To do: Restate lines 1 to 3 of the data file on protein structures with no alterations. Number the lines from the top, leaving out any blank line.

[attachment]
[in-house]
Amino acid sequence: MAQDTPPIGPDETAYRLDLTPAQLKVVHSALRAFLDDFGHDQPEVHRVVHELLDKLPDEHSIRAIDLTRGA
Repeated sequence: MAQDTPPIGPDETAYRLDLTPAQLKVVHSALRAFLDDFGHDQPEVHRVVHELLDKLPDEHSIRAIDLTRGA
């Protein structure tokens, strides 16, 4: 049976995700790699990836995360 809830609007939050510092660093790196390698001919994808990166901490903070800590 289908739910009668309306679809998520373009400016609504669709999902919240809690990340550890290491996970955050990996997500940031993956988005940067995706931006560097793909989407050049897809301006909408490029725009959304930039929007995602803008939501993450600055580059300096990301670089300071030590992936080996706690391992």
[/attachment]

[in-house]
Amino acid sequence: MAQDTPPIGPDETAYRLDLTPAQLKVVHSALRAFLDDFGHDQPEVHRVVHELLDKLPDEHSIRAIDLTRGA
Repeated sequence: MAQDTPPIGPDETAYRLDLTPAQLKVVHSALRAFLDDFGHDQPEVHRVVHELLDKLPDEHSIRAIDLTRGA